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Utah only allows patients to use cannabidiol if they receive approval from the state health department after demonstrating that at least three other methods of treatment have not helped.

The medical marijuana law proposed by the ballot initiative would set up state-regulated cannabis growing and dispensing operations. It would allow the drug to be consumed in edible forms like candy, in topical forms like lotions or balms, as an oil or in electronic cigarettes.

Smoking cannabis would not be allowed in a tactical political move that the organizers said represented a compromise to try to make the initiative more palatable for voters.

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Utah Medical Association CEO Michelle McOmber said her organization has concerns about the initiative and plants to speak out against it as the effort moves forward.

“That’s not that way that you determine what is medicine,” McOmber said.

Utah Patients Coalition filed the ballot initiative with the state elections office and hopes to start gathering 115,000 voter signatures this summer needed to qualify the issue to be put before voters on ballots.


Thank you for visiting MDMMCC.com, the premier Medical Marijuana Certification Center in Maryland. Our Mission at the Maryland Medical Marijuana Certification Clinics (MDMMCC) is to provide the certification necessary for qualified patients to obtain Medical Marijuana in compliance with the Maryland Medical Marijuana Laws in the State of Maryland.  MDMMCC will have offices open throughout Maryland.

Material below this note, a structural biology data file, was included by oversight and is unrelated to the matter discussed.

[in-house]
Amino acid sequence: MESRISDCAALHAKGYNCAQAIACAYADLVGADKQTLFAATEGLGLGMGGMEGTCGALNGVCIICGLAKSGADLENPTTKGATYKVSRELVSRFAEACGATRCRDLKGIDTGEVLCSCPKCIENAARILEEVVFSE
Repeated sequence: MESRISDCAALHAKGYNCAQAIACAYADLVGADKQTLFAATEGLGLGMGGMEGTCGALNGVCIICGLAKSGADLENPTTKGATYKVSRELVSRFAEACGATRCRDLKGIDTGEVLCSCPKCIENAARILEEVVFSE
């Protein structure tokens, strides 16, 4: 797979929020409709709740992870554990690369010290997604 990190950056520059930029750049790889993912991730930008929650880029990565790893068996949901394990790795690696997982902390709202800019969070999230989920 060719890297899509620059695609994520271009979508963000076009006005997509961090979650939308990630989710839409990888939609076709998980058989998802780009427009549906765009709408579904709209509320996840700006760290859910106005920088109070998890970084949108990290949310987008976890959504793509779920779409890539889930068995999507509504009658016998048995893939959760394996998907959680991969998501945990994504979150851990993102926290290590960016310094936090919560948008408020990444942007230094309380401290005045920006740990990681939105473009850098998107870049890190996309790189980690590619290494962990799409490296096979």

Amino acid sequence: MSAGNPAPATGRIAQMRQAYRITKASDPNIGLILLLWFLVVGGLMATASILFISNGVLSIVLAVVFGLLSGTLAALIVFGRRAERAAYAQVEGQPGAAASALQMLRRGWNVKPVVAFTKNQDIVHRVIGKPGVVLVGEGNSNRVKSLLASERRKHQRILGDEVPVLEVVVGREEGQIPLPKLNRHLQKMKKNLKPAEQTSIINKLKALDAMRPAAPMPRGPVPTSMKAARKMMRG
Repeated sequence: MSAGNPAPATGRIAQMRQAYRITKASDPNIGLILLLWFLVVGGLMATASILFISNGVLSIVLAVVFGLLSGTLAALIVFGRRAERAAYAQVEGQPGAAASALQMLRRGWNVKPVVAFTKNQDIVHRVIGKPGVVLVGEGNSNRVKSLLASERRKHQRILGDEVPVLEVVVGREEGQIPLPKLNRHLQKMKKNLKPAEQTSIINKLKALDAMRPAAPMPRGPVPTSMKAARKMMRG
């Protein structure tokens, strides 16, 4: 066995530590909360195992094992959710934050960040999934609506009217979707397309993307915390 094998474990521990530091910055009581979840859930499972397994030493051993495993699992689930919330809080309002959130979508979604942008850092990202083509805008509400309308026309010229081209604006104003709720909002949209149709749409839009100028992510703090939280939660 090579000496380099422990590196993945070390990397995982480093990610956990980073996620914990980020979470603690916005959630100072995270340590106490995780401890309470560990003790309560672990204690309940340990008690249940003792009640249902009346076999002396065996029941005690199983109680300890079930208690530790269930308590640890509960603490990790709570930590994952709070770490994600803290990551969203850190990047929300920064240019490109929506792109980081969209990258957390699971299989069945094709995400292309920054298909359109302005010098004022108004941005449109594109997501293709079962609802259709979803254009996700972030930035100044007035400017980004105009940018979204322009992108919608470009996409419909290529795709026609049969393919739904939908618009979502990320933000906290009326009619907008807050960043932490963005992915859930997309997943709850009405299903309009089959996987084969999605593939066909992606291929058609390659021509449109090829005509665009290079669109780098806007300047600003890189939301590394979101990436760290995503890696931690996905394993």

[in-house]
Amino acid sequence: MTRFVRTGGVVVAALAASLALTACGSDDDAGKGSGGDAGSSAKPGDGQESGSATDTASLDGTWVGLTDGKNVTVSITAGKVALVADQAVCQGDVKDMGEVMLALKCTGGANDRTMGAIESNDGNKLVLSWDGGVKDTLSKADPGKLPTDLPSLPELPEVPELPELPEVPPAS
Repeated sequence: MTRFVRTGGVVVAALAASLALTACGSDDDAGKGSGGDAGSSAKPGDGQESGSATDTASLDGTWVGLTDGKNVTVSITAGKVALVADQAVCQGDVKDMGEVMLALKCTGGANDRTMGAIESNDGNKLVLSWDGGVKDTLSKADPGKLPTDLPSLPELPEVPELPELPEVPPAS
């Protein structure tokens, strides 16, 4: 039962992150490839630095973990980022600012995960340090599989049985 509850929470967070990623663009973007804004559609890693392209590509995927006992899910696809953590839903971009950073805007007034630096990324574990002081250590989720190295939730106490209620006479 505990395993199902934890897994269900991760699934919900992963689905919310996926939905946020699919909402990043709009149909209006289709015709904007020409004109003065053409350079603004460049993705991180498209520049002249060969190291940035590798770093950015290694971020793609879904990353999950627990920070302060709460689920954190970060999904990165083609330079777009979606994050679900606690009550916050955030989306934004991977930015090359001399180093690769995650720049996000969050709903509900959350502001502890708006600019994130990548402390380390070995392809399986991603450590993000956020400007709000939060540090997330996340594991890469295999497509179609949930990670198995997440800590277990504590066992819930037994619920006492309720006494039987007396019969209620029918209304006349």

Massachusetts Update: Sorting out the Cannabis Conundrum

BOSTON (AP) — After a week of sharp divisions and heated rhetoric over the future of the state’s recreational marijuana law, it’s now up to a conference committee of six legislators to try and sort everything out.

On one hand, there’s a House bill that infuriated pro-legalization activists by proposing a major overhaul of the voter-approved law. On the other, a more restrained Senate bill won praise from the groups behind the November ballot question.

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Democratic Rep. Mark Cusack, the House bill’s lead author, suggested before the votes that the two chambers were in about 80 percent agreement on their respective approaches.

There is, in fact, more common ground than readily apparent given the dialogue of the past week.

The House repealed the ballot question and wrote an entirely new law; the Senate keeps the existing law while offering changes.

Neither the House nor Senate changed the current legal possession limit of up to 1 ounce of cannabis or home growing provisions that permit up to a dozen plants per household.

Each place state oversight of recreational and medical marijuana under the Cannabis Control Commission, which would become larger and ostensibly more independent than under the ballot initiative that puts it under control of the state treasurer.

Both bills allow medical marijuana dispensaries to transition into for-profit companies, but eliminate the head start those companies had been given over other applicants for recreational licenses. Both set guidelines for the testing of all marijuana products by independent labs, and standards for packaging, labeling and marketing.

Both adopt diversity measures designed to level the playing field for minority and women cannabis entrepreneurs, and address the historically disproportionate impact the “war on drugs” had on minority neighborhoods. And with no currently reliable test for marijuana impairment, both ask a task force to study issues around driving under the influence.